Tuesday, March 28, 2017

Vignettes from Victoria I

It's spring break this week and we're in Victoria, British Columbia to visit daughter #1, who is a student at the University of Victoria. I'm taking plenty of photos, like I always do, and I will share them throughout the week.

Even though Victoria has one of the mildest climates in the Pacific Northwest, it, too, had a much harsher winter than usual. There are signs of spring, but people are saying that everything is three weeks behind. The difference between now now and our visit last year in the second week of April is quite dramatic. You'll see what I mean when you look at the photos below. And yet, Victoria is beautiful even when it's gray and rainy.

Plum tree leafing out every so slowly on the campus of the University of Victoria


Flowering currant (Ribes sp.)

Magnolia flower buds--they look like catkins, don't they?

Magnolia flower bud opening up

Waterfront, Sidney, BC

Planter along the Sidney waterfront

Hellebore along the Sidney waterfront

Euphorbia characias. It's a very popular landscaping plant.

Landscaping at a hotel on the Sidney waterfront

Yes, there are succulents in Victoria--in a florists shop

Trees in the backyard of our vacation rental

Down the street from where we're staying

House down the street--what a serene setting in the middle of a metropolitan area


Many houses in this part of lower Vancouver Island sit on top of or are surrounded by large granite outcroppings

Imagine having this in your front yard


Willows Beach in Oak Bay turned out to the perfect spot for strolling along the water

Looking towards Washington State in the U.S.


Sky and water

Tide pool on Willows Beach

Simple yet elegant front-yard landscaping with bamboo


This is the Tulip House I wrote about last April. The tulips are still small and will need a few more weeks. Notice the tall fence around the property. Deer clearly are a problem here.

Pieris japonica

Spring vignette photographed at Government House. This is where the British Royal Family stays when in town.

This is hellebore perfection! Does anybody know the cultivar?

Nothing says "spring" like daffodils

Hellebores and twisted Japanese maple

Siberian squill (Squilla siberica)--at least I think so. The range of flowering bulbs we see in Davis is severely limited.


Looking southwest towards the Strait of San Juan de Fuca

Heathers galore

Stunted Garry oaks (Quercus garryana) on top of Mount Douglas, the highest elevation in Greater Victoria

Where might these mystery stairs be leading?

To this view! This is looking northeast towards Sidney.

The top of Mt Douglas is mostly exposed rock and moss

...and lichen

More stunted Garry oaks...

...densely covered with lichen and draped with moss

Wherever I turned I saw things I wanted to photograph

Trail into the forest
 Stay tuned for more vignettes from Victoria to come!

12 comments:

  1. What a beautiful place. And very non-arid. They must get 50" of rain a year. No, a search reports only 33". "Only" 33"! Ha, ha!

    Have a great visit!

    ReplyDelete
    Replies
    1. Non-arid, that's the perfect description. The gardens in Victoria look so exotic to me. Which I'm sure must sound funny to gardeners outside of California and the Southwest.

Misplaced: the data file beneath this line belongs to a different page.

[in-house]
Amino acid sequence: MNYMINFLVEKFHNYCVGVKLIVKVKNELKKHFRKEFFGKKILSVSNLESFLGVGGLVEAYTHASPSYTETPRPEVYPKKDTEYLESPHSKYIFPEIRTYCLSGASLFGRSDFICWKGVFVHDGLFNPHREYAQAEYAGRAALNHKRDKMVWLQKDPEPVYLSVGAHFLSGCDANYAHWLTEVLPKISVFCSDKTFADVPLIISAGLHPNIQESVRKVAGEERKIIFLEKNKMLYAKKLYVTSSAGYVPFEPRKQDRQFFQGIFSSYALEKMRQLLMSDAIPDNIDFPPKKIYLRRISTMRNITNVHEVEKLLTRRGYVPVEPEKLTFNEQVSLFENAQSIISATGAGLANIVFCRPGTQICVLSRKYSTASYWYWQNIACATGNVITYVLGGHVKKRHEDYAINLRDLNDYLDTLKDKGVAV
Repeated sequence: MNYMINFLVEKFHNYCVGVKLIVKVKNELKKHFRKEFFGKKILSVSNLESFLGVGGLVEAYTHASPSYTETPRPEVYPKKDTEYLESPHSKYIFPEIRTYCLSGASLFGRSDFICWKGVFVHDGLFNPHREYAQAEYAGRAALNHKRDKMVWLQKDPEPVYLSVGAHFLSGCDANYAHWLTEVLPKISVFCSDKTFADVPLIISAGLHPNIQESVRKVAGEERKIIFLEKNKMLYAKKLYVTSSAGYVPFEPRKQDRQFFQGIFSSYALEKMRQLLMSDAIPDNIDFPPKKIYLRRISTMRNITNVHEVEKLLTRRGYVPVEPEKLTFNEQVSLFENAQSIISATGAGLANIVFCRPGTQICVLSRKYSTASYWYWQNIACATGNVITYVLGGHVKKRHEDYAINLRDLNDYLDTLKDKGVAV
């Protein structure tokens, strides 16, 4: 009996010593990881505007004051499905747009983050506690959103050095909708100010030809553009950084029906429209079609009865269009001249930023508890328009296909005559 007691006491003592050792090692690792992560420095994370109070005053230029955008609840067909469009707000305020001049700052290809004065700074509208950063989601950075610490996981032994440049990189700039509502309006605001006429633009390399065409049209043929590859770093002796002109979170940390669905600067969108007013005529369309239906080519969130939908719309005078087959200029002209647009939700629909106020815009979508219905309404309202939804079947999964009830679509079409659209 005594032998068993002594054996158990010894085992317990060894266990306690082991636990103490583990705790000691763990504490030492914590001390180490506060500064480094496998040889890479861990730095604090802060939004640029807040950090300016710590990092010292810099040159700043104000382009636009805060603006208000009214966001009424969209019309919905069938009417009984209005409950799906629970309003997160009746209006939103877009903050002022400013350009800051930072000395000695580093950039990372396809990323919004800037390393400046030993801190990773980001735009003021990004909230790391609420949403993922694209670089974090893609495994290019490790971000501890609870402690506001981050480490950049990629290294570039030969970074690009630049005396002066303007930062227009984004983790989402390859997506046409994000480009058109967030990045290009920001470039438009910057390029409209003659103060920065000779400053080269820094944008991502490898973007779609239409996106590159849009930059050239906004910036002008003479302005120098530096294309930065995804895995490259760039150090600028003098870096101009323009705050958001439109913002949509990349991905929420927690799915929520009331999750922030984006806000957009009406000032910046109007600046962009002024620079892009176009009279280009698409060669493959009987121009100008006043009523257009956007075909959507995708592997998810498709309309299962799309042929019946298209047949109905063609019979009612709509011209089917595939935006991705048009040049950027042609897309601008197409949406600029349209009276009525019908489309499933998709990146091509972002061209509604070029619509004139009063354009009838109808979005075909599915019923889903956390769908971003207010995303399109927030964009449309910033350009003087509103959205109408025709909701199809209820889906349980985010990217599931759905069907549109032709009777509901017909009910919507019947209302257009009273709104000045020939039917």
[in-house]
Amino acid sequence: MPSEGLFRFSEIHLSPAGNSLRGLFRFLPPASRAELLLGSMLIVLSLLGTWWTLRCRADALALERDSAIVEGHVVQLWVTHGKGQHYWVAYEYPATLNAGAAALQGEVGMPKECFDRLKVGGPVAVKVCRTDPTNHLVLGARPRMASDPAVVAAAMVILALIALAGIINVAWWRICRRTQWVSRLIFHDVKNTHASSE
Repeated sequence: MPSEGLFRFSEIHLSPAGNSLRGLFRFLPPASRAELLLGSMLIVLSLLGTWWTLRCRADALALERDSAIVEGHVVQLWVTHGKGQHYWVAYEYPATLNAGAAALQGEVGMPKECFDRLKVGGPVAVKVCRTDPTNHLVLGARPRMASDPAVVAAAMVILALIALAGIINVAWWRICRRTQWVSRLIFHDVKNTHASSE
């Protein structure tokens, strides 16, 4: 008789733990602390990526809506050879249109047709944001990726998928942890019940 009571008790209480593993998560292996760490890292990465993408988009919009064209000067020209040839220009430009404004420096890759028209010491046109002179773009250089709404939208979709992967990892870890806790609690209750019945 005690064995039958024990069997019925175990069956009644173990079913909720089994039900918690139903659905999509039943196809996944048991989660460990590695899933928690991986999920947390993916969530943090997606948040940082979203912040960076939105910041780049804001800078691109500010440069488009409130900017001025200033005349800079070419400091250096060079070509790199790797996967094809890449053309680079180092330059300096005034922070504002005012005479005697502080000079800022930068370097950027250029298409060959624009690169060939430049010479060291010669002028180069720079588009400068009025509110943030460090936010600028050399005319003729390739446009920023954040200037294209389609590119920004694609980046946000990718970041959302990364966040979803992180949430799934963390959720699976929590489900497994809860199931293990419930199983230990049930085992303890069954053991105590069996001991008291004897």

Delete
  2. Spring may have been delayed in Victoria but it's no less beautiful. As I was reading through your post, I began to wonder what that tulip house you photographed last year looked like when, voila, a photo appeared!

    ReplyDelete
    Replies
    1. Glad you saw a photo of the Tulip House in all its glory. I'm sure a tremendous amount of work goes into that annual display!

      Delete
  3. Thanks for the gorgeous photos! I love Victoria, though it's been years since the last time I was there. Those glacier-carved granite outcroppings dotted through the city are one of my favorite aspects.

    ReplyDelete
    Replies
    1. I would love to have one of those outcroppings at home. They offer so many possibilities! Rock garden, crevice garden, etc. etc.

      Delete
  4. I bet this vacation trip is making a nice change from California for you. I hope you like moss. Be careful, don't stand still too long, or it might start to grow on you. Thanks for sharing your photos, there are some really outstanding shots. I love the ripples on the tide pool.

    ReplyDelete
    Replies
    1. I never stand still long enough for moss to grow on my, LOL.

      We drove by a Kiwanis community center yesterday, and the signboard out front said "Will any-one please send a little sunshine?". That made me laugh.

      Delete
  5. Even though I'm done with rain (on track for another record breaking month here in Portland) these very green photos are quite beautiful. So I'm curious, just how often does the British Royal Family visit?

    ReplyDelete
    Replies
    1. I don't know how often members of the Royal Family visit, but Prince William and his family were staying at Government House during their official visit to BC last fall. The location is beautiful, with sweeping views of the waterfront.

      Delete
  6. Gorgeous photos! Victoria is lovely in the Spring. They get almost all 33" of rain in the winter. Summers are long and very dry so is still a perfect place to enjoy succulents. All the granite ensures excellent drainage!

    ReplyDelete
    Replies
    1. I've seen a few succulents here and there but fewer than I expected, considering how mild winters general are.

      Delete